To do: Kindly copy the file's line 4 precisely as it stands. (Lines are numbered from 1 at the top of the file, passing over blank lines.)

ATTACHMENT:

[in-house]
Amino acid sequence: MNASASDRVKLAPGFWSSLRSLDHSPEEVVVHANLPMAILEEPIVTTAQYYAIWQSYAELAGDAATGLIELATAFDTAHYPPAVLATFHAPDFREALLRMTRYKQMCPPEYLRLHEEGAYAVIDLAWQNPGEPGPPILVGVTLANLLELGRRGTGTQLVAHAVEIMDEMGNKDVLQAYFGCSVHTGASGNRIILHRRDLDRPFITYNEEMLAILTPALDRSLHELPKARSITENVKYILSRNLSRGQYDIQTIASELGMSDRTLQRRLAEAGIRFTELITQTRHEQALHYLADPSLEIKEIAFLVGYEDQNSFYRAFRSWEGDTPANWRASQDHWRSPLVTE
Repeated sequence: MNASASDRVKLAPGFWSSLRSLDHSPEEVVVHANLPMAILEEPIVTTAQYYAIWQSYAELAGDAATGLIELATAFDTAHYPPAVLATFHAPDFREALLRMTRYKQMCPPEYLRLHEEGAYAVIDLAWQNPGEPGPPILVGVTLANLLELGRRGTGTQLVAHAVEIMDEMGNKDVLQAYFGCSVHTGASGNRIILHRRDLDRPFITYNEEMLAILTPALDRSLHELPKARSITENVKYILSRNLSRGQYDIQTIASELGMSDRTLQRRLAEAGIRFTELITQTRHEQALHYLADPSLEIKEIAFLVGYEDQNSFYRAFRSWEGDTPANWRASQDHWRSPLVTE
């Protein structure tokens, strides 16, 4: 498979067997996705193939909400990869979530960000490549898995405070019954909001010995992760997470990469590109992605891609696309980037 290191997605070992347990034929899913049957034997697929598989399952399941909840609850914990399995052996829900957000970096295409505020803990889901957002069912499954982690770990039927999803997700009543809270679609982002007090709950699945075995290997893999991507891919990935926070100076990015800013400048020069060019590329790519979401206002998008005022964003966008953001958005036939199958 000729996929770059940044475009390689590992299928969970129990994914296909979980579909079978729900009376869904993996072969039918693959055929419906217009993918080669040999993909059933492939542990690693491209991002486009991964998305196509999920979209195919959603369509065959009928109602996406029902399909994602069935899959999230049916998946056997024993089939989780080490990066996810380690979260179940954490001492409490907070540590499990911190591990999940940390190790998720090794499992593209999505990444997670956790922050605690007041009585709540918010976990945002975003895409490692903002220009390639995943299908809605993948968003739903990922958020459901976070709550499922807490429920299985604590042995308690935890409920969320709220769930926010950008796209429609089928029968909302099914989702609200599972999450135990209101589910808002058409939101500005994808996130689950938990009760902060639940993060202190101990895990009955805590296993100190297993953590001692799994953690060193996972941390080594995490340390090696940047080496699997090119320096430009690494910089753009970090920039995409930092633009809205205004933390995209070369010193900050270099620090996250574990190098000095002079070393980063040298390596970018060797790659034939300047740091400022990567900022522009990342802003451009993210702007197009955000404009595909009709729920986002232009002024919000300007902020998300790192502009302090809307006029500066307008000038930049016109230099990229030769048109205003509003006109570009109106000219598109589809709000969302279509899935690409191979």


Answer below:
């Protein structure tokens, strides 16, 4: 498979067997996705193939909400990869979530960000490549898995405070019954909001010995992760997470990469590109992605891609696309980037 290191997605070992347990034929899913049957034997697929598989399952399941909840609850914990399995052996829900957000970096295409505020803990889901957002069912499954982690770990039927999803997700009543809270679609982002007090709950699945075995290997893999991507891919990935926070100076990015800013400048020069060019590329790519979401206002998008005022964003966008953001958005036939199958 000729996929770059940044475009390689590992299928969970129990994914296909979980579909079978729900009376869904993996072969039918693959055929419906217009993918080669040999993909059933492939542990690693491209991002486009991964998305196509999920979209195919959603369509065959009928109602996406029902399909994602069935899959999230049916998946056997024993089939989780080490990066996810380690979260179940954490001492409490907070540590499990911190591990999940940390190790998720090794499992593209999505990444997670956790922050605690007041009585709540918010976990945002975003895409490692903002220009390639995943299908809605993948968003739903990922958020459901976070709550499922807490429920299985604590042995308690935890409920969320709220769930926010950008796209429609089928029968909302099914989702609200599972999450135990209101589910808002058409939101500005994808996130689950938990009760902060639940993060202190101990895990009955805590296993100190297993953590001692799994953690060193996972941390080594995490340390090696940047080496699997090119320096430009690494910089753009970090920039995409930092633009809205205004933390995209070369010193900050270099620090996250574990190098000095002079070393980063040298390596970018060797790659034939300047740091400022990567900022522009990342802003451009993210702007197009955000404009595909009709729920986002232009002024919000300007902020998300790192502009302090809307006029500066307008000038930049016109230099990229030769048109205003509003006109570009109106000219598109589809709000969302279509899935690409191979």